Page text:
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Wednesday, March 17, 2010

Movie Review: Swing Vote

Rating: PG-13 (Parents Strongly Cautioned) (Language.)
Studio: Touchstone Pictures
Release Date: August 1, 2008
Run Time: 120 minutes

Summary from IMDB.com:

November, 2004, New Mexico. Bud is a slacker with one good thing in his life, his engaging fifth-grade daughter Molly. On election day, Bud is supposed to meet her at the polling place. When he doesn't show, she sneaks a ballot and is about to vote when the power goes off. It turns out that New Mexico's electoral votes will decide the contest, and there it's tied with one vote needing recasting - Bud's. The world's media and both presidential candidates, including the current President, descend on Bud in anticipation of his re-vote in two weeks. Can the clueless Bud, even with the help of Molly and a local TV reporter, handle this responsibility? Written by {jhailey@hotmail.com}


On the surface, Swing Vote appears to be a political comedy. And while the filmmakers tried to stay in the middle, and take shots at both sides, in the end this is a movie that isn't really about politics. It is a movie about American apathy, taking what you have for granted, and the relationship between a father and daughter.

The film begins by introducing us to Bud Johnson and his daughter Molly. They live in Texaco, New Mexico. Molly is an intelligent grade-school aged student, that is very into the political process. Bud is an apathetic, borderline drunk, that works at an egg packaging facility and isn't very good at his job.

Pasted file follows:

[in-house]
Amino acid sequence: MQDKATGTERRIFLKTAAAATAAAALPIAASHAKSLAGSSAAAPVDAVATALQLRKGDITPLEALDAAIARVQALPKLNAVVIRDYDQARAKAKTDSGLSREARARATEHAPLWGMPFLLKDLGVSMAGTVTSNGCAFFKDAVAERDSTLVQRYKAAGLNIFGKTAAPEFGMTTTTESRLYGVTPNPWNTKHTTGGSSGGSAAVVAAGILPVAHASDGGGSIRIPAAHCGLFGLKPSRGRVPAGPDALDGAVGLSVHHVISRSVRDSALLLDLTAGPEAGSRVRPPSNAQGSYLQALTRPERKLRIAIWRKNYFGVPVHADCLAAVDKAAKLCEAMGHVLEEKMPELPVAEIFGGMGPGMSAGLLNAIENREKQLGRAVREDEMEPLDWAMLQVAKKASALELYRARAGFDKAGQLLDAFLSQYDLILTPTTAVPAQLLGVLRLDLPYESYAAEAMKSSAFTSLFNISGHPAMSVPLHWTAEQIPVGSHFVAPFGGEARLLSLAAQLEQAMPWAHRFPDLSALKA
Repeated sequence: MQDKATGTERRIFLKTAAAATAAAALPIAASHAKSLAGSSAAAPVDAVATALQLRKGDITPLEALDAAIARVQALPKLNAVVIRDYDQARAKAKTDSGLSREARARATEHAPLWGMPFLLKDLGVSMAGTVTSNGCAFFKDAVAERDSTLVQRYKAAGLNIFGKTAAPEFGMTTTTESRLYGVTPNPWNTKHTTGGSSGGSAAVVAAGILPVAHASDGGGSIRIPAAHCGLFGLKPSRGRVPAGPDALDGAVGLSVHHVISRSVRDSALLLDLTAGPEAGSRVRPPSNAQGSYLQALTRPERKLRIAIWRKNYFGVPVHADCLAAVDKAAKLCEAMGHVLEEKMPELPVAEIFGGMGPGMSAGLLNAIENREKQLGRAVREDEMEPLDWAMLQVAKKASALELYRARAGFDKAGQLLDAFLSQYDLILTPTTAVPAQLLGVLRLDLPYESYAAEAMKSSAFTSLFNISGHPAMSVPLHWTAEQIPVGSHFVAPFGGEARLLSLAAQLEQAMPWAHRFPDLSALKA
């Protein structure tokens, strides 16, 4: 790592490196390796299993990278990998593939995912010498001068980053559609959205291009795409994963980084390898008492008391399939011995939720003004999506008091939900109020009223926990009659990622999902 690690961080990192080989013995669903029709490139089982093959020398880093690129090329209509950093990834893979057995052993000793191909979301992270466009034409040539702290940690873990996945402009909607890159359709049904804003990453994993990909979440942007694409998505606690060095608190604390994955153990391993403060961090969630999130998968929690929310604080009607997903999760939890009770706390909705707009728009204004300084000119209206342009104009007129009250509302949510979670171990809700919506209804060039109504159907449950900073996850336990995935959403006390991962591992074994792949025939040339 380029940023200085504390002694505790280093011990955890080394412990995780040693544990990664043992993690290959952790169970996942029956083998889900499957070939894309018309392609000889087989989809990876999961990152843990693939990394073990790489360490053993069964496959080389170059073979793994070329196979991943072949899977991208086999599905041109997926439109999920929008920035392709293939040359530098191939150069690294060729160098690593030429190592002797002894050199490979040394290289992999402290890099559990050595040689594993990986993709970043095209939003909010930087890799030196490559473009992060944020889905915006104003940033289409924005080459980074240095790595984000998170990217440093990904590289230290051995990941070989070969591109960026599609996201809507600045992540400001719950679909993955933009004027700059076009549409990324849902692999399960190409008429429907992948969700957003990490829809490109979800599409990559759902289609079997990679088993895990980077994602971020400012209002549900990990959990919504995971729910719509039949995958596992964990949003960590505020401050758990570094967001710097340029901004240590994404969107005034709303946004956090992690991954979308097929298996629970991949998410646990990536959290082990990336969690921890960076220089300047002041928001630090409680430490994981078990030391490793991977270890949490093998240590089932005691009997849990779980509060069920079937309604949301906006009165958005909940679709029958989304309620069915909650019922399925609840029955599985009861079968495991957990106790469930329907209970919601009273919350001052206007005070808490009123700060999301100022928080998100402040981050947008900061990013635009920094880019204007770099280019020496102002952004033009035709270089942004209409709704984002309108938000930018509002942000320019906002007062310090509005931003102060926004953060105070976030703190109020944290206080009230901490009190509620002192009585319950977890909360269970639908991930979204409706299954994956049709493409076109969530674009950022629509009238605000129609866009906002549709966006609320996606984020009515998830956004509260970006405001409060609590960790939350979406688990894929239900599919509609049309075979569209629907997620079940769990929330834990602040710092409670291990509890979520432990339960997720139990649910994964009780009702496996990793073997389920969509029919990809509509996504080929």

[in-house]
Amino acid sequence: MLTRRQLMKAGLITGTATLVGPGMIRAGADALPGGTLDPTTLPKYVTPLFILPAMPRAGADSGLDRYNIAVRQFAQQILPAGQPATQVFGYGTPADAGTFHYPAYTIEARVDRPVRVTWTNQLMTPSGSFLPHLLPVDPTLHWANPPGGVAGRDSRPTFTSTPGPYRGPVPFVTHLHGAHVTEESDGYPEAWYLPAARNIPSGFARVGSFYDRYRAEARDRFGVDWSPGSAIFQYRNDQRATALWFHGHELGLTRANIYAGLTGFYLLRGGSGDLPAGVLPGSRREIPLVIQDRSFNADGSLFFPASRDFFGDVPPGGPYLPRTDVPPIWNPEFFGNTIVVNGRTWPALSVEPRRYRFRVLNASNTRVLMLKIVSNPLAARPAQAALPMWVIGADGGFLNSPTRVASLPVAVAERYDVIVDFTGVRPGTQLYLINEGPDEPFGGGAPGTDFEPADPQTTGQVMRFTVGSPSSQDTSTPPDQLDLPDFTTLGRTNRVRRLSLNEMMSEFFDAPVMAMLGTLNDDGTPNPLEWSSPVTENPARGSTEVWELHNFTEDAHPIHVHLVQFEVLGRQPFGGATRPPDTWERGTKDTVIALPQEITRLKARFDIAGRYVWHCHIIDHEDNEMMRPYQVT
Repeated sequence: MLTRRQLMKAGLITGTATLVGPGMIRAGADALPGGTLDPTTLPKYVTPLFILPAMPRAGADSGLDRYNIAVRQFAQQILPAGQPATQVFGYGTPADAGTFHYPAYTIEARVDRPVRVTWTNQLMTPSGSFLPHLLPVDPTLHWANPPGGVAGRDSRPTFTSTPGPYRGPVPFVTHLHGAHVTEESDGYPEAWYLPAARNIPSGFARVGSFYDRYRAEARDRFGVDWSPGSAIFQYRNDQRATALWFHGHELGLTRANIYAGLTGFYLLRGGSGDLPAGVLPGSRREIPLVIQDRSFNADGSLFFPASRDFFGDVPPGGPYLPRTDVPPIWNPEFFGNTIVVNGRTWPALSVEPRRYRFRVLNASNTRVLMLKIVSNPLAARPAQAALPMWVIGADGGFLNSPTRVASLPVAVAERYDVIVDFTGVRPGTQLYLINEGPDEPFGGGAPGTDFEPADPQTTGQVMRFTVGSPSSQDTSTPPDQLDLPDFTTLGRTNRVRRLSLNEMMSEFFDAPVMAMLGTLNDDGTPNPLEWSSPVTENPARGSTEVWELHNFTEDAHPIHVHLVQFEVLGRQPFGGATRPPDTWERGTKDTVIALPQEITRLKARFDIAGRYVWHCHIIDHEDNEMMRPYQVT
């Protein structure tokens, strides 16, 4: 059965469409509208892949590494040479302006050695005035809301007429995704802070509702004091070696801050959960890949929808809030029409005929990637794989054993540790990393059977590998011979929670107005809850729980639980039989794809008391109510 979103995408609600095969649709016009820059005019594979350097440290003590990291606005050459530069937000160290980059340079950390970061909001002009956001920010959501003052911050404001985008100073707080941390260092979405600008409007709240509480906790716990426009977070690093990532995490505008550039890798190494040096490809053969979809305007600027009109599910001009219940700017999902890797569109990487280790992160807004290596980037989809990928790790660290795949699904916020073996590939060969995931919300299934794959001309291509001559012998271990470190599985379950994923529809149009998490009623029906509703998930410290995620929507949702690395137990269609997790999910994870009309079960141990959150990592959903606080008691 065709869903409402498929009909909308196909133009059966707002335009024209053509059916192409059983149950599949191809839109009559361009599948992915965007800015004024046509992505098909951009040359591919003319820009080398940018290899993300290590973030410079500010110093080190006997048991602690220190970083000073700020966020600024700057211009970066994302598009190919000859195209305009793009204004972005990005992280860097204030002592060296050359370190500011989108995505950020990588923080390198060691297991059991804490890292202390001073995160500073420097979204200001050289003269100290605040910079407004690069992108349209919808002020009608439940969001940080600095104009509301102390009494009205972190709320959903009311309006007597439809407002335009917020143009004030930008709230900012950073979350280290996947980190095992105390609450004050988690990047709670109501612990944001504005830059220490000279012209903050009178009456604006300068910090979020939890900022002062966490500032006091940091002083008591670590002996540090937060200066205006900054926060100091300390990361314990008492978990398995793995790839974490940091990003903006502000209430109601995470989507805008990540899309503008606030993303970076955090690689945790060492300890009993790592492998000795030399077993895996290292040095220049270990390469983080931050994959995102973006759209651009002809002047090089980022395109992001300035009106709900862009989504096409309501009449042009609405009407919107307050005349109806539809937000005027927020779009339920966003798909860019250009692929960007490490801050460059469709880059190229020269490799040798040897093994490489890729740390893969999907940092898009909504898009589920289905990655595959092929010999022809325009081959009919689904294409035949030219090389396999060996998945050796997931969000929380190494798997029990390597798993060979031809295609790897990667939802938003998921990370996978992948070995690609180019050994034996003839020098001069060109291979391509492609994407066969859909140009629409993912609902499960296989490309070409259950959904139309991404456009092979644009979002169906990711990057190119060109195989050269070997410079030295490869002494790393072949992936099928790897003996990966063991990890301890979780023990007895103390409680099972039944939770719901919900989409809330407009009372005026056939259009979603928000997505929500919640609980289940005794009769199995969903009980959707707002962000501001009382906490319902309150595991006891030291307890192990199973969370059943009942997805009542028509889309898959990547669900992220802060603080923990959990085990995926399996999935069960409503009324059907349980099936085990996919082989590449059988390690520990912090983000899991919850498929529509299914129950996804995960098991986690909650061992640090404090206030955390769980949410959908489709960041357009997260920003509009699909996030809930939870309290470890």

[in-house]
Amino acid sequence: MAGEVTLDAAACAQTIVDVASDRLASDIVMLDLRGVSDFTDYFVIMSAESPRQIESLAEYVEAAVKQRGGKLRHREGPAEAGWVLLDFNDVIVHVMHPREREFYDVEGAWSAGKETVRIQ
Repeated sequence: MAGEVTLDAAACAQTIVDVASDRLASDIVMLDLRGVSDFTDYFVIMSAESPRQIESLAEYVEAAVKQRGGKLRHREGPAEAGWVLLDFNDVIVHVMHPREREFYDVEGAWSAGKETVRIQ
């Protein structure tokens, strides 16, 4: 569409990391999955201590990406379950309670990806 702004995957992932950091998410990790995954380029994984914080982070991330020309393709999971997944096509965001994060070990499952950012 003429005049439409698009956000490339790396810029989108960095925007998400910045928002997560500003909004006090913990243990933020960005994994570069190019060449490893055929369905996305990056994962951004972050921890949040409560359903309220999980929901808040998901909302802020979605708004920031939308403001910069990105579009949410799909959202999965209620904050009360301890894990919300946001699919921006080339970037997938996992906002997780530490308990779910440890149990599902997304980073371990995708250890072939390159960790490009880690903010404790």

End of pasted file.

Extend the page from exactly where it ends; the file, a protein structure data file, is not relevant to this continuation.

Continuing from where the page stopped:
Molly's political awareness is displayed in a well written essay related to the political process. She is also to accompany her father to the polls the evening of the presidential election for a school project. Her father loses his job that same day (the egg packaging plant is importing Mexican workers to save costs), and ends up passed out drunk in his truck despite his intentions not to disappoint his daughter.

Molly, flustered at her father's failing to show up to vote, sneaks into the polling place, gets his ballot while the poll worker sleeps, and inserts it into the electronic voting machine. When a custodian kicks the power plug out of the wall, Molly tears the ballot tab off and leaves.

Later that night it is determined that New Mexico's election is tied. New Mexico's electoral votes are also necessary to decide who the next president will be. Either the incumbent Republican up for reelection, or the Democratic challenger. The feds show up at Bud's trailer to inform him that his ballot was never counted, and that he will have to cast the deciding vote to determine who will be president. He has a few days to recast his vote.

This kicks off a media firestorm. The press sets up en masse outside of of Bud's trailer. Both campaigns begin courting Bud. Those that have a stake in the election from both sides of the aisle begin to send Bud promotional items. (My favorite is a chocolate Uzi sent by a pro-2nd amendment group!) Every one wants Bud to vote their way.

The campaigns begin to switch positions based on what Bud decides. When it becomes apparent he is an avid fisherman, both candidates start pushing initiatives to save fishing grounds. When Bud says he has no problem with gay marriage, the Republican president runs a pro-gay campaign ad. When Bud says he is pro-life, the Democratic candidate runs an ad claiming he is anti-abortion.

The culmination is a presidential debate, moderated by Bud, the night before he is to cast his vote. Molly came up with the idea, which Bud originally hated. When Bud realizes how important this is to Molly, the night before the debate, he finally sets aside his apathy and gets engrossed in the issues. This endears Bud to Molly as she sees him becoming the father she always thought he could be.

Here is the prepared statement Bud reads prior to the debate. It is profound in many of its points. It is off base some of the others. When I decided to blog about this movie I decided I would quote this part verbatim. Here is the transcript: